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Gran Canaria is part of Spain, and although the Canary Islands are just off the coast of northwest Africa, they’re part of Europe. It’s common knowledge that Gran Canaria has one of the world’s healthiest climates. Because the island enjoys spring temperatures most of the year, it’s also known as the island of eternal spring.
The sandy beaches in the south are in Playa del Inglés, Puerto Rico, the quieter location of Puerto de Mogán, and San Agustín. The island’s capital city, Las Palmas de Gran Canaria, is in the north. It has a beautiful old town and is famous for its beach, Playa de las Canteras, often compared to Rio de Janeiro’s Copacabana.
The port in Las Palmas de Gran Canaria is an important stopover on many cruises. The island has a population of just over 900,000, almost half of which lives in Las Palmas de Gran Canaria and the surrounding area. The interior of the island is dominated by mountains and rural areas. The foothills are green and fertile, while the north of the island has less vegetation.
Weather in Gran Canaria
Thanks to a boom in the 1960s, tourism became the island’s main economic activity. With such a healthy climate and spring-like winters, Gran Canaria is now one of Europe’s top destinations.
History of Gran Canaria
In earlier centuries, the people of Gran Canaria lived off the land, with little to show for it. Things have changed since then.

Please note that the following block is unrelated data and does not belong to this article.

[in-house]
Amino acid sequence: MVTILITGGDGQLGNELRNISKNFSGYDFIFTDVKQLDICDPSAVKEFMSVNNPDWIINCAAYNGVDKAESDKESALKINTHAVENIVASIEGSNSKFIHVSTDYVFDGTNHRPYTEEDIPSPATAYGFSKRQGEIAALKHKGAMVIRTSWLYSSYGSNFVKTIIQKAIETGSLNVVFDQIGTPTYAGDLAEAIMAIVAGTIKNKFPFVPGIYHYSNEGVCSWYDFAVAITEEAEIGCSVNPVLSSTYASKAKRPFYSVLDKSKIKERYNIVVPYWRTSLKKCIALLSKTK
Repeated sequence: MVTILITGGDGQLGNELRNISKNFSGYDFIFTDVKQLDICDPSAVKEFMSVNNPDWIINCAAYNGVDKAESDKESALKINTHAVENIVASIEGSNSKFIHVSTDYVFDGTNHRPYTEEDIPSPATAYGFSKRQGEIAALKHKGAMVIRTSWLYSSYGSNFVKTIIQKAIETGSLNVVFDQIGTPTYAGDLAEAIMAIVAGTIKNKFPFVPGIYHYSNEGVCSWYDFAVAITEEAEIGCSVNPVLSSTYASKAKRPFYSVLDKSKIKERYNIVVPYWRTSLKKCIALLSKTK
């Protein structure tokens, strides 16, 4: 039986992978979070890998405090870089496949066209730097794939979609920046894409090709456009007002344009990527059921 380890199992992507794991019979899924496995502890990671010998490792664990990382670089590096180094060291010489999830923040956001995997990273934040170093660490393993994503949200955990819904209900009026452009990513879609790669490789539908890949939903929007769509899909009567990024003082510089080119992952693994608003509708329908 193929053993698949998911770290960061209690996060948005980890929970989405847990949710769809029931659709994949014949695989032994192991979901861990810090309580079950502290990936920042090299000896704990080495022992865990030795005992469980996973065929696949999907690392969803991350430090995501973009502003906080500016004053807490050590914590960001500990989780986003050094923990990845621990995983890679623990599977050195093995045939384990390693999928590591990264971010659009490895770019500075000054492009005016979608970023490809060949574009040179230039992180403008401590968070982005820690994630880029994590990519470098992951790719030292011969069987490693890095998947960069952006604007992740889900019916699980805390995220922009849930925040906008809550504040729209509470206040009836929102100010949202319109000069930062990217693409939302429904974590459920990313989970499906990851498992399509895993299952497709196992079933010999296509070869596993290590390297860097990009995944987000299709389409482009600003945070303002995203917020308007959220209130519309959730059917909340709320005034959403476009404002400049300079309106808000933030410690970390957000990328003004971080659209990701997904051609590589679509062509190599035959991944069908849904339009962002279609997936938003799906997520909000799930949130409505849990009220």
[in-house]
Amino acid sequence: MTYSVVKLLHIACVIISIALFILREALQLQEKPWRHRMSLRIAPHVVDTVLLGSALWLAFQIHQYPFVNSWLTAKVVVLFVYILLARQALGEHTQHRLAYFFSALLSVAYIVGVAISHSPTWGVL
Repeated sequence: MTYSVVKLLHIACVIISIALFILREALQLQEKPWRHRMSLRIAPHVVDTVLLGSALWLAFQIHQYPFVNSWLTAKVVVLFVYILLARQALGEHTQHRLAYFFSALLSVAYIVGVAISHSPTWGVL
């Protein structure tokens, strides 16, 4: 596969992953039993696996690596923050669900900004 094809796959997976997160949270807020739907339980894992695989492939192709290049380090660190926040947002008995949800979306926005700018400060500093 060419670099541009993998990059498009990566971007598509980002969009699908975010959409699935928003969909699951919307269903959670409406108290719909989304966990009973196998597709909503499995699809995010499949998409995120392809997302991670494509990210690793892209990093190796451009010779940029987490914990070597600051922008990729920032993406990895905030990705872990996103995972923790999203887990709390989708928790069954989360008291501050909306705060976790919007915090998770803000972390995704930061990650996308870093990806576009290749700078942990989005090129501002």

In the mid 19th century, Gran Canaria started to become a popular destination for European tourists. Cargo ships were fitted with cabins to bring passengers to the island, and the first hotels were built in the Canary Islands. Hotel Santa Catalina, in Las Palmas de Gran Canaria, was opened in 1890 and continues to welcome guests today. It’s actually the only hotel from the early period of tourism still running.
In the early 20th century, the Spanish central government gave the Canary Islands greater autonomy as one of its outlying provinces, paving the way for the development of tourism and related services. Numerous projects were carried out to improve the island’s infrastructure, including the construction of the airport, reservoirs and motorways. However, the First and Second World Wars and the Spanish Civil War brought a halt to development in the first half of the 20th century. Not even the opening of Gran Canaria’s Gando Airport, in 1930, was capable of boosting the tourism industry.
In 1957 tourism began to take off after Swedish airline TSA filled all of its 54 seats on a flight to Gran Canaria. This was the first of the many charter flights that have landed on the island since then.